Skip to main content
Login | Suomeksi | På svenska | In English

Families Residing in Kallio – A Choice?

Show full item record

Title: Families Residing in Kallio – A Choice?
Author(s): Akkila, Ilona
Contributor: University of Helsinki, Faculty of Social Sciences, Department of Social Research
Discipline: Social Policy (prior to 1.8.2011)
Language: English
Acceptance year: 2012
The thesis examines families living in the neighborhood of Kallio in Helsinki. The research focus is on housing as a choice. The idea to investigate this group rose from the media-hyped phenomenon of Kallio becoming more popular among families with children. It attracted the researcher´s interest since until now Kallio had been primarily pictured as the notorious, former worker´s and bohemian´s neighborhood. The primary research questions are: Why do some families reside in Kallio? Is it a choice and how is this choice made? The additional questions are: What characterizes these families and how do they identify themselves with Kallio as a neighborhood? The primary material consists of interviews with local parents. The material consists of ten 1-1,5 h semi-structured interviews and six ad hoc interviews (duration 10-20 min.) Ad hoc-interviews were conducted in communal three parks: in Linjan puisto, Kirkkopuisto and Brahen puisto.The study area is limited to include the sub-districts of Linjat, Torkkelinmäki and Harju. General observation and taking photographs were conducted on this area. Different social scientists, such as Anthony Giddens, characterize the contemporary society as dispersed and fragmented in terms of lifestyles and institutions. Socio-cultural differentiation is a central phenomenon of the postmodern society. Lifestyle choice has become central to the constitution of self-identity. People choose different lifestyles; some families choose an urban lifestyle. Housing research in Finland has largely focused on the housing wishes, 'stated preferences'. Housing choices have mainly been explained from a microeconomic or environmental angle, often aiming at high level of generalization. The context where choices are made often receives less emphasis. The actual choices, 'revealed preferences', have been studied less. In this thesis I argue that choices are composed of wishes, needs and constraints. Interviews and qualitative analysis methods are suitable for this research which aims to look at the qualitative changes in housing choice. The research confirmed that the thematic interview method is a useful way to clarify housing choice as a process. Results are presented by themes: 1) social class, 2) housing situation and background, 3) conceptions of places, 4) housing wishes, 5) self-identity, 6) choice, and 7) urban lifestyle. The results indicate that the families had clearly made a lifestyle choice to live in Kallio. Urban environment was a central wish. The constraints families face were often economic, and the needs were associated with the daily routines, such as connections to public transportation, hobbies, kindergartens, schools and jobs. Families often divided their housing wishes to two groups: dreams and realistic possibilities. Both of these were often located in an urban environment. The central choice for all the families seemed to be an urban lifestyle but their self-identities varied. For all of them urban lifestyle meant enjoying life and living in an exciting environment. Their self-identities were described with three different groups: life-style urbans, suburbans and gentrifiers. The life-style urbans identified themselves to Kallio as it is now, as a socially and culturally multifaceted area. The suburbans were not sure if they identify to Kallio, and they considered moving out. The gentrifiers identified to the aesthetic features of Kallio, and hoped that Kallio would become tidier. The context of choice provides more detailed and realistic information for urban planners and policy makers on how families want to live. Context of choice is important because it is based on the everyday context, and not on unreliable dreams. Literature and the background of this study support the viewpoint that the housing wishes (stated preferences) are completely different than the housing choice (revealed preferences).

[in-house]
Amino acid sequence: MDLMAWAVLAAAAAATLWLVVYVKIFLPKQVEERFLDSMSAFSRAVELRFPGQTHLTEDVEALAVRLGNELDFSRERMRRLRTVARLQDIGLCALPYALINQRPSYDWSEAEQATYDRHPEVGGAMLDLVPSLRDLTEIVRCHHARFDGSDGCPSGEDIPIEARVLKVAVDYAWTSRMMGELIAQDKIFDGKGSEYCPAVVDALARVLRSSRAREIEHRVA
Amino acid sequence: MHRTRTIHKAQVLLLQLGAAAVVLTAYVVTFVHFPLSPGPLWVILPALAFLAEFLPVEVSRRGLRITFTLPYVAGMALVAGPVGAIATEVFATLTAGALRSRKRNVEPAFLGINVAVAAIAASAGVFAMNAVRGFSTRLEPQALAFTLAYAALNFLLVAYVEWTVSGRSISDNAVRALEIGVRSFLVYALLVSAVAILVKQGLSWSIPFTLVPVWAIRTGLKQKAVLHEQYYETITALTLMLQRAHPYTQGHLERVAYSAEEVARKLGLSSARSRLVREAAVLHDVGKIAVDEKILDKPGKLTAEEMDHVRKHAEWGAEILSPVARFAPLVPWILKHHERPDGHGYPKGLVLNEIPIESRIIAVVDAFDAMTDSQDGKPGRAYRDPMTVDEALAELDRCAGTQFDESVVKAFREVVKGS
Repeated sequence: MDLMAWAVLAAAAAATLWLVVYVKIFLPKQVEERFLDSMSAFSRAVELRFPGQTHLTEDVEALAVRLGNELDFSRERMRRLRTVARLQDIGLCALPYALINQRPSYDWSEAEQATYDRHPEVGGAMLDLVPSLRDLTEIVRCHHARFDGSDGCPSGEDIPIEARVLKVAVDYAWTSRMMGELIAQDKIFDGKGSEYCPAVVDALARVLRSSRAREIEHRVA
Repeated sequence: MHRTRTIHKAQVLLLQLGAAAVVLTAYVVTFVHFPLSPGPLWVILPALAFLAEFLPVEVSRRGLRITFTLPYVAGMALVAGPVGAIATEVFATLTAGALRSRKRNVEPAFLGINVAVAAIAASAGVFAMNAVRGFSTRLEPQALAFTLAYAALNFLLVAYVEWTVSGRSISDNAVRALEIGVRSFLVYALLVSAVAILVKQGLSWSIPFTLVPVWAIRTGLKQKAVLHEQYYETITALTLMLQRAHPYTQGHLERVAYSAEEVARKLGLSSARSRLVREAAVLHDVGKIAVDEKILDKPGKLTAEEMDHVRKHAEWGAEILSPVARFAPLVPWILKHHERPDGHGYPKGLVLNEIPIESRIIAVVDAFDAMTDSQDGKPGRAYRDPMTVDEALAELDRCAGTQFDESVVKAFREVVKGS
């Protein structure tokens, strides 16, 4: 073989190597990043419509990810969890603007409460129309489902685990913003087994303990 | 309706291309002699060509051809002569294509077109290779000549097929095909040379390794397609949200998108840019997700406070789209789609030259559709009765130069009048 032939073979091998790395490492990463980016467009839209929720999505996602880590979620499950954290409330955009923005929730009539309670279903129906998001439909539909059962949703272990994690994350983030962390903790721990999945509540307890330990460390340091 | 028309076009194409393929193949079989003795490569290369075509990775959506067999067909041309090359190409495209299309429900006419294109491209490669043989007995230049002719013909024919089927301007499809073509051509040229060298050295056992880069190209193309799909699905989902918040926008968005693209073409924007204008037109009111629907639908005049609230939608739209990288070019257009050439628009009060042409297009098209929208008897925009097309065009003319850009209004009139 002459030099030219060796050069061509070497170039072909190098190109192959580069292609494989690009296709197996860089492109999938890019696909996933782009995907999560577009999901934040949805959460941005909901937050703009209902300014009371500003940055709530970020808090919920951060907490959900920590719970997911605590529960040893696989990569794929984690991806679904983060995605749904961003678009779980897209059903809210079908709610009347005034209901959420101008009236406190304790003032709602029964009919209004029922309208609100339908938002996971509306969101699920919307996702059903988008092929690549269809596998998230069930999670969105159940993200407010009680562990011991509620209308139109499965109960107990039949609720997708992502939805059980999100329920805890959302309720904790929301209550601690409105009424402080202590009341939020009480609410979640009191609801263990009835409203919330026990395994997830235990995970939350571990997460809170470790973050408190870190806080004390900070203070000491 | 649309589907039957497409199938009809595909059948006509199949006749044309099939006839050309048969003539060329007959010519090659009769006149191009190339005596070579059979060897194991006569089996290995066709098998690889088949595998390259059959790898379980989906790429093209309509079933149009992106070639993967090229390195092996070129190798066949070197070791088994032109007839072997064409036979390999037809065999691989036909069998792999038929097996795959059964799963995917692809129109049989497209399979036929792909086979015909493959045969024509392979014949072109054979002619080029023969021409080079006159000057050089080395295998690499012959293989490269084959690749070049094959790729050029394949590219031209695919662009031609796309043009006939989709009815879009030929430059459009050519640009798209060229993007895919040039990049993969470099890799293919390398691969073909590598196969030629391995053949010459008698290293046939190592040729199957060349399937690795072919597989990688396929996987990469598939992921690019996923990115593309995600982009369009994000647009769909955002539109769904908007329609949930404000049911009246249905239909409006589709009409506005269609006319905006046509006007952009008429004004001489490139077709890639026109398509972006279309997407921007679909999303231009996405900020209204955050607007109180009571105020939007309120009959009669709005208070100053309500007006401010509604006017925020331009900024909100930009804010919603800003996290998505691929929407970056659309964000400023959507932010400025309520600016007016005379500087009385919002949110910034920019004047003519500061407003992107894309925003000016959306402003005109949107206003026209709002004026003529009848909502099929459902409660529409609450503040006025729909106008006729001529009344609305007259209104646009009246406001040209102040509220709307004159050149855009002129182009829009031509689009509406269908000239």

Keyword(s): family choice self-identity housing studies differentation urban lifestyle asumisen tutkimus asumisen erilaistuminen urbaani elämäntapa perheet asuminen valinta identiteetti Helsinki -- Kallio

Files in this item

Files Size Format View
ProGradu_IlonaAkkila.pdf 3.833Mb PDF

This item appears in the following Collection(s)

Show full item record